Infectious-Disease Prevention Tips
As a traveling equestrian, you likely trailer your horse frequently in the fall. Year-end shows are held at this time of year, and cooler temperatures mean trail riders can go on long rides. Trailering, too, is easier, as your horse will tend to face fewer heat-related issues.
Unfortunately, frequent travel can lead to a higher risk of infectious disease. Several equine infectious disease outbreaks have occurred in 2016. Quarantine measures and other steps to help prevent the spread of disease associated with these outbreaks have grabbed the headlines for good reason. You might be wondering what role vaccination has or could play in preventing these situations. What went wrong, if anything?
An ongoing equine respiratory disease surveillance program may shed some light on this subject. The surveillance program — being conducted by Merck Animal Health in partnership with the University of California-Davis School of Veterinary Medicine — is uncovering sobering information that underscores the importance of basic biosecurity in preventing the spread of infectious disease. Some of these findings were recently presented at the International Equine Infectious Disease Forum in Buenos Aires, Argentina.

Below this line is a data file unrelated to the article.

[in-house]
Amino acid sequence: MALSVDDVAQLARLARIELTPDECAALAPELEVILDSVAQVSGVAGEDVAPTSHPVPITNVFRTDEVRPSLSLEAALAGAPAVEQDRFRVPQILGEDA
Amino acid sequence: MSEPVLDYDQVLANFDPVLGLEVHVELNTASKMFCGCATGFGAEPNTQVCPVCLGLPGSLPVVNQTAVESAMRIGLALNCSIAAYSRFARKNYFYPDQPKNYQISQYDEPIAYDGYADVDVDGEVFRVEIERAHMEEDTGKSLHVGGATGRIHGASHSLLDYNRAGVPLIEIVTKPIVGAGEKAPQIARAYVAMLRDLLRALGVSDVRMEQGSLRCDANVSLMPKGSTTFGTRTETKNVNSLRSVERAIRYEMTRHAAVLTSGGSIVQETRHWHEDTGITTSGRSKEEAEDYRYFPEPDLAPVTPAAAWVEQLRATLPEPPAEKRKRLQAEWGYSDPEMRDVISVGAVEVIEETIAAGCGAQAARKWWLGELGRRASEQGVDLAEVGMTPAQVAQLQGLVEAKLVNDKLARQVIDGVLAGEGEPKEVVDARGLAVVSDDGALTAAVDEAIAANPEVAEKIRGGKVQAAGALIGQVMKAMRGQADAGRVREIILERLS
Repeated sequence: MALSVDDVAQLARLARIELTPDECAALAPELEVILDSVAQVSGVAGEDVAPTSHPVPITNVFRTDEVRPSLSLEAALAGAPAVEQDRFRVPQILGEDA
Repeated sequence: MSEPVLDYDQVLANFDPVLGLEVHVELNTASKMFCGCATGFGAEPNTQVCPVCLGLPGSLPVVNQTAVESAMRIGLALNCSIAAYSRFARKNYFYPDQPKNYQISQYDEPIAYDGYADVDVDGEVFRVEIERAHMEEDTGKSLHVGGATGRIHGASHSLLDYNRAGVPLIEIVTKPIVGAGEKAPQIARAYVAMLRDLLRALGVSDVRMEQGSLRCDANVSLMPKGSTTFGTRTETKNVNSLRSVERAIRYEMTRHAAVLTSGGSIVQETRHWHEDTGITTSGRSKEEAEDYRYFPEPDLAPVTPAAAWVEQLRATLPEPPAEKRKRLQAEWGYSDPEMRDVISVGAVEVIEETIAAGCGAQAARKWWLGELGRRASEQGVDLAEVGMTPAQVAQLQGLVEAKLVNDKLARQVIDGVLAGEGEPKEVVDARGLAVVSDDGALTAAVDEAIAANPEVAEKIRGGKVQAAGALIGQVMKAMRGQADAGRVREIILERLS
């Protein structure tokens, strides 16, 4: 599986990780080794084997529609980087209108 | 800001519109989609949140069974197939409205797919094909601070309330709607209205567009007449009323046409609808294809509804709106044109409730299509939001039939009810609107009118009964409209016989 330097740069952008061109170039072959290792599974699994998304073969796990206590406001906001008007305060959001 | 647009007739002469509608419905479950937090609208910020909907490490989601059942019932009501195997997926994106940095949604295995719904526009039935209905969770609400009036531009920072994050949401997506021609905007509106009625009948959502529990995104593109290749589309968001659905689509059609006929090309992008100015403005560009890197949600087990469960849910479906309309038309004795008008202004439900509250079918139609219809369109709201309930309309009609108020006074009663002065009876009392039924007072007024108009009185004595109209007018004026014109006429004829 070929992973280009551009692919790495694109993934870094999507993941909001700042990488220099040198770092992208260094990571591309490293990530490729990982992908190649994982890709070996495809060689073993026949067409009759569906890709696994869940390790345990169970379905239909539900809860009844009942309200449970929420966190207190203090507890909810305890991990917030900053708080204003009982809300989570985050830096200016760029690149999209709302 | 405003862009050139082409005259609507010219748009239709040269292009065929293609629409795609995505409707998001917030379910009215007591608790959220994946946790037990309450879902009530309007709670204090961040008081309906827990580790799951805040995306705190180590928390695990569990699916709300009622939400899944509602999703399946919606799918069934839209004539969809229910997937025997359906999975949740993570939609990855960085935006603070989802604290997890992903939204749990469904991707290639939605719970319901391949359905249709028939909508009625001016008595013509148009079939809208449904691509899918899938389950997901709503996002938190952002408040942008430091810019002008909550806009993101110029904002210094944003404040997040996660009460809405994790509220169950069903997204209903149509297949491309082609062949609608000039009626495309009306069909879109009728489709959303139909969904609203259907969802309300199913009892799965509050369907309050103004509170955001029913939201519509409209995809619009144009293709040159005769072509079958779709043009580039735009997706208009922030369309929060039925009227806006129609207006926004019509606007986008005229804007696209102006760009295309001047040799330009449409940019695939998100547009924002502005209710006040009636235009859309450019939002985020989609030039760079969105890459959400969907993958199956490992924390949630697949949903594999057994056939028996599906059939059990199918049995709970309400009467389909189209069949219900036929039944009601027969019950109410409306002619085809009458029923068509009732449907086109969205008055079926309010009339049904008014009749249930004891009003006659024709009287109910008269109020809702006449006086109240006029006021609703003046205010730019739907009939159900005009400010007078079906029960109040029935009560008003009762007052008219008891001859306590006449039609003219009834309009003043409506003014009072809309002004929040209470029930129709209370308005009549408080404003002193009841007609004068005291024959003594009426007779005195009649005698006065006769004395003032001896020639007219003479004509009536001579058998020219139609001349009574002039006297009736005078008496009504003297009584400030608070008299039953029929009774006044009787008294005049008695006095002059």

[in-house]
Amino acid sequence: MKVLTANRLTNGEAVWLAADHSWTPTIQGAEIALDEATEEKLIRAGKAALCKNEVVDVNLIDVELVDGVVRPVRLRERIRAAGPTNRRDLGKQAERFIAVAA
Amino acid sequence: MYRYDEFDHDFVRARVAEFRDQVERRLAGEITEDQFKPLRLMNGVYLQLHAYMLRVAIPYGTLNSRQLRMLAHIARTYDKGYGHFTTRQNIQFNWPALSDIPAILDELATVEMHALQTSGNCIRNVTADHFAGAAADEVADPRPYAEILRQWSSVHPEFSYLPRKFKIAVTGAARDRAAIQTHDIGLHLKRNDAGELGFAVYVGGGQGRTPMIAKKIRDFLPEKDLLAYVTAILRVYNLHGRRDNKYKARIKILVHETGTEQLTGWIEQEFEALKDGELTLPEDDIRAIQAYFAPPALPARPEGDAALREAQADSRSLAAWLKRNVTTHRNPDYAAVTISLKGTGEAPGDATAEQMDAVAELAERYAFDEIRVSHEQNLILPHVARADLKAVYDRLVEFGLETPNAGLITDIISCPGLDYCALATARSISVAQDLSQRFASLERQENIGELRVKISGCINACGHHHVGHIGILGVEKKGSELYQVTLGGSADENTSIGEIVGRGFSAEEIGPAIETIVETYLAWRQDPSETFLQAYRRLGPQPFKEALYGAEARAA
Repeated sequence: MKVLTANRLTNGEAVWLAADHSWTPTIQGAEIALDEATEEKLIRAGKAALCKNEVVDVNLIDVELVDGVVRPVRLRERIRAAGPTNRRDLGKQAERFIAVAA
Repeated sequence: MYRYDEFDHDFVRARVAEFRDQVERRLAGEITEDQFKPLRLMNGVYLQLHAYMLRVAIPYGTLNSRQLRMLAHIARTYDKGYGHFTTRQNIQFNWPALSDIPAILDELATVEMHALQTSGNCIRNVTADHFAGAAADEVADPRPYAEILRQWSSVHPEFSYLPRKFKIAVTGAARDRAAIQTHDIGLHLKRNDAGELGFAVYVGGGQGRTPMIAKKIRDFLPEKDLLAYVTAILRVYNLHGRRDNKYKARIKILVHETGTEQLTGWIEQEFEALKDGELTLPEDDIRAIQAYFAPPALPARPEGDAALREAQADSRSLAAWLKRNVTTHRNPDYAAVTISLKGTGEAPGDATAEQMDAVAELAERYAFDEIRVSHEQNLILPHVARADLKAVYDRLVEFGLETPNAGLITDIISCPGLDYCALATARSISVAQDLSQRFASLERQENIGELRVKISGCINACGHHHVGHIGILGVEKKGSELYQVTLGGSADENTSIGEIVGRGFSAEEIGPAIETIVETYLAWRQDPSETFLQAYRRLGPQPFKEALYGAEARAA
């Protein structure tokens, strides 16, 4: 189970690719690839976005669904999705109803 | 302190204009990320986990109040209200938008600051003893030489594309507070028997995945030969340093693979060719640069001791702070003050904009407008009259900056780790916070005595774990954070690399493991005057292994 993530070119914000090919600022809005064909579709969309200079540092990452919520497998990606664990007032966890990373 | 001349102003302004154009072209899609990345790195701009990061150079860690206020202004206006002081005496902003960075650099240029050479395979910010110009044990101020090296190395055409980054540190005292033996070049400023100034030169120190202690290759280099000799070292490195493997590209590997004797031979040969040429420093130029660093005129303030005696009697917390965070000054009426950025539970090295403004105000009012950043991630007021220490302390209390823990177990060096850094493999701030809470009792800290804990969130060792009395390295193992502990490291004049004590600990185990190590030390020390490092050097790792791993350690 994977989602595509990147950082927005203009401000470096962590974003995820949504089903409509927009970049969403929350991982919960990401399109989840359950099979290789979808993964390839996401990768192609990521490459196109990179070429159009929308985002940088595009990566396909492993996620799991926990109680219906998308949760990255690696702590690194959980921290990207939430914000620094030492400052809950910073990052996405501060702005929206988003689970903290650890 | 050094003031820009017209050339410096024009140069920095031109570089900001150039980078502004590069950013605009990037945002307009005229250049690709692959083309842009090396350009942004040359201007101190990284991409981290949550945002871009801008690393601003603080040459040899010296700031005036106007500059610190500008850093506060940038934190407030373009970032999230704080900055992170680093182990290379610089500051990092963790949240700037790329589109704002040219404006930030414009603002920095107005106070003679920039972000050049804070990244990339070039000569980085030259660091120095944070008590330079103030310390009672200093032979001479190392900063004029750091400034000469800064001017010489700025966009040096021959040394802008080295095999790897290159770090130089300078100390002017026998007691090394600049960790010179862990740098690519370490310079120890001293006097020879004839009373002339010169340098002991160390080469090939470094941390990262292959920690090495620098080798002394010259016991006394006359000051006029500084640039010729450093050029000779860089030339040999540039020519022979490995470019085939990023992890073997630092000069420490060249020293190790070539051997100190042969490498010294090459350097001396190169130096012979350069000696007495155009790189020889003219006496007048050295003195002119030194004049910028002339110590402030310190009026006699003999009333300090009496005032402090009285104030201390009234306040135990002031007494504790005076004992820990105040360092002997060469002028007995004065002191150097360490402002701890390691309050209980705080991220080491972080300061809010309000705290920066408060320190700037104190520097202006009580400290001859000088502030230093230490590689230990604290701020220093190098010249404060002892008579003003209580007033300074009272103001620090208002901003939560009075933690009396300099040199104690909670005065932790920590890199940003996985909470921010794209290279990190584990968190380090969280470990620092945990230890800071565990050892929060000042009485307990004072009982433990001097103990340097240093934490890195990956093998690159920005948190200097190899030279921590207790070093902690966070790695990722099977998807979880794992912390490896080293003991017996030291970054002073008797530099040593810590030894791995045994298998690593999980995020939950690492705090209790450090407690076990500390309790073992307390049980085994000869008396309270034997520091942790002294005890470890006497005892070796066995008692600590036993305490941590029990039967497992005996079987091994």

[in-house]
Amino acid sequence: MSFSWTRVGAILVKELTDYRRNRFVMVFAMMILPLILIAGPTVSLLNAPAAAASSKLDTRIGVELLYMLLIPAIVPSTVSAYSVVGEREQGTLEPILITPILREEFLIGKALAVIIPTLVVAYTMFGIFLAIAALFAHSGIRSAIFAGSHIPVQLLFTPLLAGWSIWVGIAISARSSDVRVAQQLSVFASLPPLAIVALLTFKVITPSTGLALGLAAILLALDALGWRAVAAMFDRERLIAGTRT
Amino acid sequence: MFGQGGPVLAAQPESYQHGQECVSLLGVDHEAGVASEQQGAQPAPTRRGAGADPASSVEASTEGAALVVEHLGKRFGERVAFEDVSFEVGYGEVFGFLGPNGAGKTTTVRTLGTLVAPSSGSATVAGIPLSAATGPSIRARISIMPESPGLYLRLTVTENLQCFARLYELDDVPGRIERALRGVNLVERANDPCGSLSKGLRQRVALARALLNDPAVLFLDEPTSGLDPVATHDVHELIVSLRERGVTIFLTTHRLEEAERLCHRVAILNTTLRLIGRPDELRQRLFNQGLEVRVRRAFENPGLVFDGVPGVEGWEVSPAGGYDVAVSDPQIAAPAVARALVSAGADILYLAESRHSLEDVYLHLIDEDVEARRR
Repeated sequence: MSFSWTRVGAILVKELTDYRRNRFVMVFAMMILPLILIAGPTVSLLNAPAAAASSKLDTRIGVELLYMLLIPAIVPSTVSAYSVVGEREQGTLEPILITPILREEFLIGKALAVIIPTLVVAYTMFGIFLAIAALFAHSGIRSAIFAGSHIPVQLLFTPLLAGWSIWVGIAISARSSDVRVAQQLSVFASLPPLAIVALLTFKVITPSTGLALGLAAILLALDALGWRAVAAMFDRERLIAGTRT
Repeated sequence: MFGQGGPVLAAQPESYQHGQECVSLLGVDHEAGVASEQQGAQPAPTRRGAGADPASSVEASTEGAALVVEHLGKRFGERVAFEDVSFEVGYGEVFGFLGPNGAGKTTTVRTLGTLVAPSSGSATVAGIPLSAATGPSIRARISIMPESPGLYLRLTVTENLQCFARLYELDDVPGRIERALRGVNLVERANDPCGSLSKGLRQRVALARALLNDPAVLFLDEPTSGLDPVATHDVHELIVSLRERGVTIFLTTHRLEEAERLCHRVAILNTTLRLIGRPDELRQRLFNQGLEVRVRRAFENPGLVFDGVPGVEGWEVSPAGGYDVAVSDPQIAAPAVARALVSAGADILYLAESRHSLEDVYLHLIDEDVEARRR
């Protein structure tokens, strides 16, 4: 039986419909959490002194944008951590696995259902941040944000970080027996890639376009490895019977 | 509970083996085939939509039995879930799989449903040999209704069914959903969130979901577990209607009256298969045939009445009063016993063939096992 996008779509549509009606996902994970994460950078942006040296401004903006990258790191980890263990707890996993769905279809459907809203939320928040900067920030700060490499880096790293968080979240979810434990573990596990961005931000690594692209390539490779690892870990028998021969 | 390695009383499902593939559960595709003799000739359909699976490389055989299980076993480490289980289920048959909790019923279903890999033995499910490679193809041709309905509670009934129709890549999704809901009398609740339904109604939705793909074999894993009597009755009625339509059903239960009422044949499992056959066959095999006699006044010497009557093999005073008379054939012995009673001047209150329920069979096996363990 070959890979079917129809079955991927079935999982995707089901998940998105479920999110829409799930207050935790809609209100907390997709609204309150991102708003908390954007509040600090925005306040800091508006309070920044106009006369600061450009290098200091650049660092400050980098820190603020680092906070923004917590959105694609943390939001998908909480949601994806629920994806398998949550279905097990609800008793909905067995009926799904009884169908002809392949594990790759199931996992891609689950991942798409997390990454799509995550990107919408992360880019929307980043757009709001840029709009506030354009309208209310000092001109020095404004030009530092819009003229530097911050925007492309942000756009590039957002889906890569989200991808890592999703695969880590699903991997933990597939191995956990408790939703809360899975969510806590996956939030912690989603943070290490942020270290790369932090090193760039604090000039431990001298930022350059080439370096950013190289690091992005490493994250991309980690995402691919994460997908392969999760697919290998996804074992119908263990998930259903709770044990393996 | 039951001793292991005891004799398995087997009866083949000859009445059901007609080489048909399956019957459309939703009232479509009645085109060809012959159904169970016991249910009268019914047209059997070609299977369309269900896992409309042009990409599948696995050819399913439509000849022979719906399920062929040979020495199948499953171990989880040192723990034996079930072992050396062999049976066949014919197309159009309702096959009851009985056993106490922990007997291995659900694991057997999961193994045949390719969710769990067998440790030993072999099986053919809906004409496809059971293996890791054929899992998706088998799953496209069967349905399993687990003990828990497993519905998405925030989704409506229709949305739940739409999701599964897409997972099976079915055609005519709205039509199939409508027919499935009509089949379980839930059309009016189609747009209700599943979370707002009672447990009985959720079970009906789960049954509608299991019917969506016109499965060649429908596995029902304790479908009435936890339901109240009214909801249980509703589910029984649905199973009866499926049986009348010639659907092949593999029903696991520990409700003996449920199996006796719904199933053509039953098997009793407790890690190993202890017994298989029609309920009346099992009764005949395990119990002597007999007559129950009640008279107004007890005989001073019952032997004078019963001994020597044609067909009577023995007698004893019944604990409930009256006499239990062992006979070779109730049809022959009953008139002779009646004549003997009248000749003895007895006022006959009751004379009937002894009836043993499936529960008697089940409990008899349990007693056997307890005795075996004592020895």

“Vaccination with inactivated influenza vaccines alone may reduce clinical signs of disease and shorten the recovery period, but may not provide complete protection, as hoped or often expected,” says Wendy Vaala, VMD, Dipl. ACVIM, Merck Animal Health associate director of life-cycle management, who presented the findings.
For example, since the surveillance program began in 2008, 36 percent of equine influenza virus (EIV) positive cases have been from vaccinated horses.
The study has also debunked the longheld belief that many infectious upper-respiratory diseases, such as influenza, are more common in young horses. Demographic data collected from positive cases associated with recent influenza outbreaks show an age range from 8 months to 22 years, and a diverse horse population representing a variety of disciplines and travel patterns.
“Vaccination is still one of the best means of protection against infectious disease,” says Dr. Vaala. “However, with highly contagious diseases, such as strangles, equine herpesvirus, and influenza, vaccination alone will not prevent disease
A roundup of seasonal tips, checklists, and guides, including fall rides, apparel tips, and expert ways to keep your horse healthy all season long.